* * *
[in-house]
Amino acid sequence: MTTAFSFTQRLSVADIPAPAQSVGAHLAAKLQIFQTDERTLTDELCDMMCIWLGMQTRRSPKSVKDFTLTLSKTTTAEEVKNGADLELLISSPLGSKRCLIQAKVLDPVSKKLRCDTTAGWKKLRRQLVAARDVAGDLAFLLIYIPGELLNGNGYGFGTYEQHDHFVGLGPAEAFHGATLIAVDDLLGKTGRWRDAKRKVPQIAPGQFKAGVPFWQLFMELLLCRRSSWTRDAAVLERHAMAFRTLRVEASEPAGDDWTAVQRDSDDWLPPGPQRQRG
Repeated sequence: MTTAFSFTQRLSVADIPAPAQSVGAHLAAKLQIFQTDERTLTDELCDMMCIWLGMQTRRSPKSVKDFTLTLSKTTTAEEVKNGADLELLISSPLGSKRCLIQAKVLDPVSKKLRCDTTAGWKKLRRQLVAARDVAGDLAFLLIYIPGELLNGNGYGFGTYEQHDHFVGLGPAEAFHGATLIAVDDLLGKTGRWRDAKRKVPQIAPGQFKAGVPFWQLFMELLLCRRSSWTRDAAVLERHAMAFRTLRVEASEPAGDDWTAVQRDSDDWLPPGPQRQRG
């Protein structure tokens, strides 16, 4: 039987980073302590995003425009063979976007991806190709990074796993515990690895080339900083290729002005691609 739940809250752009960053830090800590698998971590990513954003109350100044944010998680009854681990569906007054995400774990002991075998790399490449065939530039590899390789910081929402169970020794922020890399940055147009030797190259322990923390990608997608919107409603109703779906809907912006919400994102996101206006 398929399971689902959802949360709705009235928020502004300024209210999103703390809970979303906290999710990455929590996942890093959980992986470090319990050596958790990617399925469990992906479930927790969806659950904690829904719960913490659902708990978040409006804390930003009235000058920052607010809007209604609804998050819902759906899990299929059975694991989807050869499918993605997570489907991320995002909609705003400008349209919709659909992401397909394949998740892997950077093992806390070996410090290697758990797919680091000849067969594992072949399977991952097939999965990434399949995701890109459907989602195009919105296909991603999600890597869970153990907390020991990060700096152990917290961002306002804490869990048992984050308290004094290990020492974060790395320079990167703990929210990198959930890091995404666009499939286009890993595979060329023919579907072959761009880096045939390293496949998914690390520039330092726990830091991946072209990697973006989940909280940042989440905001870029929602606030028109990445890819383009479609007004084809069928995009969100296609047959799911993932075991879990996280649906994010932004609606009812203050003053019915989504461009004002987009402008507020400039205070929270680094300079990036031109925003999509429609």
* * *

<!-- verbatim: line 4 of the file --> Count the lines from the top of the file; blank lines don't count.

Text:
């Protein structure tokens, strides 16, 4: 039987980073302590995003425009063979976007991806190709990074796993515990690895080339900083290729002005691609 739940809250752009960053830090800590698998971590990513954003109350100044944010998680009854681990569906007054995400774990002991075998790399490449065939530039590899390789910081929402169970020794922020890399940055147009030797190259322990923390990608997608919107409603109703779906809907912006919400994102996101206006 398929399971689902959802949360709705009235928020502004300024209210999103703390809970979303906290999710990455929590996942890093959980992986470090319990050596958790990617399925469990992906479930927790969806659950904690829904719960913490659902708990978040409006804390930003009235000058920052607010809007209604609804998050819902759906899990299929059975694991989807050869499918993605997570489907991320995002909609705003400008349209919709659909992401397909394949998740892997950077093992806390070996410090290697758990797919680091000849067969594992072949399977991952097939999965990434399949995701890109459907989602195009919105296909991603999600890597869970153990907390020991990060700096152990917290961002306002804490869990048992984050308290004094290990020492974060790395320079990167703990929210990198959930890091995404666009499939286009890993595979060329023919579907072959761009880096045939390293496949998914690390520039330092726990830091991946072209990697973006989940909280940042989440905001870029929602606030028109990445890819383009479609007004084809069928995009969100296609047959799911993932075991879990996280649906994010932004609606009812203050003053019915989504461009004002987009402008507020400039205070929270680094300079990036031109925003999509429609």